Welcome to the 2020 IBI Top 50 Indians Prospect Countdown. This year’s list and reports have been compiled by Indians Baseball Insider Editor-in-Chief Justin Lada, IBI contributor Willie Hood and other IBI staff members.

#4 Daniel Espino- RHP

Born: 1/5/2001 – Height: 6’2 – Weight: 205 – Bats: Right – Throws: Right

Facts and info: The Indians drafted Espino in the first round (24th overall) from Georgia Premier Academy in the 2019 MLB draft, signing the talented right-hander for $2.5 million. Espino was born in Panama and moved to Georgia during his sophomore year of high school, throwing in the mid-80’s at that time. His fastball now sits in the mid-to-upper 90’s and has reportedly touched 100 mph. In 2019, Espino pitched across two levels; pitching for the rookie league Arizona League Indians and the short season (Single-A) Mahoning Valley Scrappers. The right-hander started 9 games, pitching 23.2 innings, allowing 16 hits, walking 10 batters and striking out 34 batters with an ERA of 3.80.

Stuff: Espino features a four-pitch mix with a plus-plus fastball, a slider, a curveball and change up. The young righty throws both a four seamer with life and a heavy sinking two seamer with both variations grading as plus-plus (70). The young righty features both a plus (60) slider and an above average (55) curveball that projects as plus. The least of Espino’s impressive array of pitches is his average (50) change up. Espino’s fastball sits regularly in the 94-97 mph range and touches 99 mph with reports touching triple digits in the past. With a plus two-plane breaking slider and a curveball that projects as a plus pitch, Espino features two potential out pitches. The righty’s change up wasn’t used much in the prep ranks, but it will be needed against quality left-handed professional batters as he ascends the ladder. With high velocity stuff, improving his change up will give the righty an alternative to throw batters off his mid-to-upper 90’s fastballs.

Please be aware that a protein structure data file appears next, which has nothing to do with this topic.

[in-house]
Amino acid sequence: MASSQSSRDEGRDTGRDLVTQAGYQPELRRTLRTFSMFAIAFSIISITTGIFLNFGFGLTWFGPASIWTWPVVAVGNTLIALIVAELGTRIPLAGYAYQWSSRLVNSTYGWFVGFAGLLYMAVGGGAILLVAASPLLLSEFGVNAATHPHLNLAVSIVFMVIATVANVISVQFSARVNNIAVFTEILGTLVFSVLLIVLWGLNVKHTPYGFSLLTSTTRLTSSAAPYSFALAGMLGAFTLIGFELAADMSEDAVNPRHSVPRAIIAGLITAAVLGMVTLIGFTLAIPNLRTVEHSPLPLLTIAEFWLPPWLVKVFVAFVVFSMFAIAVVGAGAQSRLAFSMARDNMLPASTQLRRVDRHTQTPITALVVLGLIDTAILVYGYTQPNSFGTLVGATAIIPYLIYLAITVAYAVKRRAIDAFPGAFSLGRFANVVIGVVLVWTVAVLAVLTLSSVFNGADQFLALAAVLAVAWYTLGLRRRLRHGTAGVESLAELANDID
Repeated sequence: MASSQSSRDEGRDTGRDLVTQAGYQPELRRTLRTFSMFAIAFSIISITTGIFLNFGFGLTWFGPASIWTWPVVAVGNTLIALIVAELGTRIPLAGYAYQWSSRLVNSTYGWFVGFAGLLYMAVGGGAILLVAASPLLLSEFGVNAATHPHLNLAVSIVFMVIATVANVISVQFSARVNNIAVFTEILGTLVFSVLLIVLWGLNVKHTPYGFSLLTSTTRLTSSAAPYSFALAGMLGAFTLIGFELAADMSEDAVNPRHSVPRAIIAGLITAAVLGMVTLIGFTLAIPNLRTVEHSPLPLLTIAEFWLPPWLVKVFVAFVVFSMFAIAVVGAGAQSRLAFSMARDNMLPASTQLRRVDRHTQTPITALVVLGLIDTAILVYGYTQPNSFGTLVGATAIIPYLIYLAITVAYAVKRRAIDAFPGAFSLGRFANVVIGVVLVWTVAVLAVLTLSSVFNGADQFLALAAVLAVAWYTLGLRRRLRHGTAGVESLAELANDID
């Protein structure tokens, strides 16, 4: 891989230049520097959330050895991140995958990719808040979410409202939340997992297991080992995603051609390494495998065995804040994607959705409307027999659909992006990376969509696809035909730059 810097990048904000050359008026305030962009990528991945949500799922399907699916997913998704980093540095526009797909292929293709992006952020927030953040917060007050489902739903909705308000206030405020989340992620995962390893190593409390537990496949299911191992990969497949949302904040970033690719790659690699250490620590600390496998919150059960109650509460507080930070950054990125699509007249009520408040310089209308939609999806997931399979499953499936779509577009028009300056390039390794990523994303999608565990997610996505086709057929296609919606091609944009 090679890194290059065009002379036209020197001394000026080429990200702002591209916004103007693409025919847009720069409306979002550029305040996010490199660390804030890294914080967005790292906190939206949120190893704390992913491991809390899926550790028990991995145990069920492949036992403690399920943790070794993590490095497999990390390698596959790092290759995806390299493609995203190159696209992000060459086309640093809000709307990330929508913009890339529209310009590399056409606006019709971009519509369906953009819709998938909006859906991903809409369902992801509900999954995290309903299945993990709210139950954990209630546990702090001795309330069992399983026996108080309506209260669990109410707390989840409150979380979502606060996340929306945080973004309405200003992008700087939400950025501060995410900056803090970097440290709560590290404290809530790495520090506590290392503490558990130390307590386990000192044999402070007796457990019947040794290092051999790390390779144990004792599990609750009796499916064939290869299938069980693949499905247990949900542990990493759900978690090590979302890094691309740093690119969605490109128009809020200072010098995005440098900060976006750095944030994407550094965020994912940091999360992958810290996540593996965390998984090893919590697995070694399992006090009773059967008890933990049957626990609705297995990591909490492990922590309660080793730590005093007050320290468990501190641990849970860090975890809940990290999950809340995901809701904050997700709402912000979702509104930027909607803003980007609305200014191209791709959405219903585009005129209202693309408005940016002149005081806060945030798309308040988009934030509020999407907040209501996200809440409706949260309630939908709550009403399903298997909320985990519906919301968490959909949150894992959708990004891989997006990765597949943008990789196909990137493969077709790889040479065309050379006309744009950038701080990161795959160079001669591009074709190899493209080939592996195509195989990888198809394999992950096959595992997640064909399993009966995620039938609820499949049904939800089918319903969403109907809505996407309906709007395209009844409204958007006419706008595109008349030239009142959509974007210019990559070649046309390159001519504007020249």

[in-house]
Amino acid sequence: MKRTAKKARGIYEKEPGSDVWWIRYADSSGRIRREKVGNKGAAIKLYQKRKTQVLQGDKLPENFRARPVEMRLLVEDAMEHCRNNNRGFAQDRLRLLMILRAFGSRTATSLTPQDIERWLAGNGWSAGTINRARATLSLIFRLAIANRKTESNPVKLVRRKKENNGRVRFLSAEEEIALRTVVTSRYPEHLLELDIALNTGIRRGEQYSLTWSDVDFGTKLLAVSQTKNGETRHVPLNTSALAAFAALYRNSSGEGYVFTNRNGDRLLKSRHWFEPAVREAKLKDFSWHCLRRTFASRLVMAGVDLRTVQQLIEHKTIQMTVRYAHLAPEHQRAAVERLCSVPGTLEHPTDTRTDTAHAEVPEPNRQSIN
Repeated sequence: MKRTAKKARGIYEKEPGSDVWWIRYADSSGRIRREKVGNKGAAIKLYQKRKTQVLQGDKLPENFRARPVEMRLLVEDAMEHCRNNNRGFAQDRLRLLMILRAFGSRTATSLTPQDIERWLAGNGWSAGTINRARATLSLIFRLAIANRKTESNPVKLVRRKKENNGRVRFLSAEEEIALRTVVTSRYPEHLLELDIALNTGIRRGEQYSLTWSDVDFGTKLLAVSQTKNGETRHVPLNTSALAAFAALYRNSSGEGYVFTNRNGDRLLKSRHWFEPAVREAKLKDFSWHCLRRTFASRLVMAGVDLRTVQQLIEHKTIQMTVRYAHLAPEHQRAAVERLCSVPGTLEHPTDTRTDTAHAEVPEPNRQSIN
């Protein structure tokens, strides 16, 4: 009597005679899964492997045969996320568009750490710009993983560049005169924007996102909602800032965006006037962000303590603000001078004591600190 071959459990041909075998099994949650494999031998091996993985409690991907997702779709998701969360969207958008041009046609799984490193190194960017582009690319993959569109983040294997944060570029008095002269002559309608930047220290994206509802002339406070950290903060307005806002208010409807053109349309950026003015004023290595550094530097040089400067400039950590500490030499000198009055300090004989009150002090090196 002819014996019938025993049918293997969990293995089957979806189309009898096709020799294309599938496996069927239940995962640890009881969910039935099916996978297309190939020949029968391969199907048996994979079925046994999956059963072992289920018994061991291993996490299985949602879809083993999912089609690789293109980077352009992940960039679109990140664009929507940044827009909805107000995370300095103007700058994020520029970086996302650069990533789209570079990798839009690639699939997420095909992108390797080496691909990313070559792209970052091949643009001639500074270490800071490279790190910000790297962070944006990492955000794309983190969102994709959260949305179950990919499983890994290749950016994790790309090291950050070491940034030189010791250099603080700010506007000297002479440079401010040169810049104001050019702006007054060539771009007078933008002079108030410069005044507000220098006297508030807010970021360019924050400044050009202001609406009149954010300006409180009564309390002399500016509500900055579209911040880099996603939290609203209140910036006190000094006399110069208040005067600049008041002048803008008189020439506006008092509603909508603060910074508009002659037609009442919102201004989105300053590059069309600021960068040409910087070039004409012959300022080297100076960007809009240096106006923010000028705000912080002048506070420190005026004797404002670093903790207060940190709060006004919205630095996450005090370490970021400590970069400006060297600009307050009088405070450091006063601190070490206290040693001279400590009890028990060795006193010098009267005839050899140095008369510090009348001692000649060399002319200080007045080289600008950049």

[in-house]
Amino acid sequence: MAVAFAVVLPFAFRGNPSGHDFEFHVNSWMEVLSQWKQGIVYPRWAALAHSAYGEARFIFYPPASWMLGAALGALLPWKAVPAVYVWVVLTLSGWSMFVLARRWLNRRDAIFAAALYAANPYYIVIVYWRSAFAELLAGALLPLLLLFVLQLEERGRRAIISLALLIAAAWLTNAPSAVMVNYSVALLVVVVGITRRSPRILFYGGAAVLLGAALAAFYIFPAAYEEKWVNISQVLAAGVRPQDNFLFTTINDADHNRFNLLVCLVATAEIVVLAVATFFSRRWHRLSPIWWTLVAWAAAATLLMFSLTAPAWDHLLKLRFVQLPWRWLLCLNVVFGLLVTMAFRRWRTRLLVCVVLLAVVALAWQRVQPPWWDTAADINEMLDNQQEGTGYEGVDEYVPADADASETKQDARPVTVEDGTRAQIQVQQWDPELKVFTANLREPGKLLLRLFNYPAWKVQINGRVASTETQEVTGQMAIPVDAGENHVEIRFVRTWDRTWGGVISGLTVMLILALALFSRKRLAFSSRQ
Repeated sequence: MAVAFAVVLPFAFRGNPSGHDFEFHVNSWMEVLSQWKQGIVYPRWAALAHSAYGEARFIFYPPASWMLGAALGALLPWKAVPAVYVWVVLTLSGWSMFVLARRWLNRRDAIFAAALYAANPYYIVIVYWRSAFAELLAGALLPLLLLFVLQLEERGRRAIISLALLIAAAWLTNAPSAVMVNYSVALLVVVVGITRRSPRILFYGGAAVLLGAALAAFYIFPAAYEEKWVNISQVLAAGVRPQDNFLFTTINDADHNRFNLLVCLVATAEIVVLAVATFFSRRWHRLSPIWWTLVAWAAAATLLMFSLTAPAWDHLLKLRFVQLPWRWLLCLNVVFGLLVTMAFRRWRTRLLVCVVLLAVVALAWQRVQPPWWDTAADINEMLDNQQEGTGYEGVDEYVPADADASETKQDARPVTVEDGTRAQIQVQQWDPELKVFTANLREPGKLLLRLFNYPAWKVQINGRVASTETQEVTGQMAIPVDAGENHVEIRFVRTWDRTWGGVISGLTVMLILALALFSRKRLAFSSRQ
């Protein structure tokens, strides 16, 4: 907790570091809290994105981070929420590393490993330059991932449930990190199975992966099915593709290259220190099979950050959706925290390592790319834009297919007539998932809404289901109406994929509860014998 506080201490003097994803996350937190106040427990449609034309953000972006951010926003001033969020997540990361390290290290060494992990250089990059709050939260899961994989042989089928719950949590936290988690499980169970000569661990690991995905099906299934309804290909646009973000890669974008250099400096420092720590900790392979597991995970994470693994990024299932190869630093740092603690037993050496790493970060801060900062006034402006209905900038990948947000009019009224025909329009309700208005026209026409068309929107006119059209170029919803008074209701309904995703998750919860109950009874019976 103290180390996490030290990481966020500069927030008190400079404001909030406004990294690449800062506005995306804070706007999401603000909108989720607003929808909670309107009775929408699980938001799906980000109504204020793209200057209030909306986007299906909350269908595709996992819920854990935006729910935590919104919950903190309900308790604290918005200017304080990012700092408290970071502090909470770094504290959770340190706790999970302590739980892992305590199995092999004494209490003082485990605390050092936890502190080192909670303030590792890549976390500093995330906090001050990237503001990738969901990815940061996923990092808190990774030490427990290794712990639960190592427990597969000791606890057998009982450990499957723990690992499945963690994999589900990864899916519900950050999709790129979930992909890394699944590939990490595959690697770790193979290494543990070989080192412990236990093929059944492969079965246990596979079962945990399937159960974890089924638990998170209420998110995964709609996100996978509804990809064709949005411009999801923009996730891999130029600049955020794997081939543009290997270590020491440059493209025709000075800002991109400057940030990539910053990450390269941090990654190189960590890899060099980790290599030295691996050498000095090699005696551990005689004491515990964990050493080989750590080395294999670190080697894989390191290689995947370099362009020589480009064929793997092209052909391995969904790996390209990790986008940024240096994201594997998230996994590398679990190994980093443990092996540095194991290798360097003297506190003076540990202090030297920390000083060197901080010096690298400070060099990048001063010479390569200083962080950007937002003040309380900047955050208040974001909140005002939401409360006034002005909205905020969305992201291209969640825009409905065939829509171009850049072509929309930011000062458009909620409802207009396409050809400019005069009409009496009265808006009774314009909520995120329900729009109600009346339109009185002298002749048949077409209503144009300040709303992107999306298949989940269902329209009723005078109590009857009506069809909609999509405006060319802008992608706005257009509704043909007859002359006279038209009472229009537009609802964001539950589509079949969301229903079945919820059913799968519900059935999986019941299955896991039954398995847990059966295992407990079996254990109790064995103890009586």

Delivery and intangibles: Espino appears to stand in the center of the mound coming set; he gets into a powerful load position with his back knee bent and his front leg straight. As he holds the ball high by his right ear he begins with a high leg kick to the letters across his chest. Espino dips into his hip load with a long arm motion, down, upward and back into the scapula load. The righty uncoils his powerful motion quickly and sequences his body together in one motion as he brings his arm through his follow through, across his body and landing with his back leg following. Standing 6’2, 205 pounds, Espino has a strong, athletic build that contains power in his strong legs, core and arms. Much has been said about Espino’s lengthy arm path limiting his upside with projected control issues minimizing his ability to develop as a starting pitcher. While Espino’s arm path is lengthy, the Indians development staff will make necessary tweaks along the way and internet video appears to show some minor changes to his overall delivery already. Prospectlive.com’s Jason Pennini appropriately points out the length of Espino’s delivery allows left-handed hitters to get a better view of his pitches. Espino is determined to succeed, moving from Panama to Georgia with MLB the end goal. Espino is a hard worker that incorporates powerlifting, stretching and long tossing into his development routines. He is highly advanced in terms of stuff, physique and work ethic essentially putting the young right-hander on par or beyond with college age arms.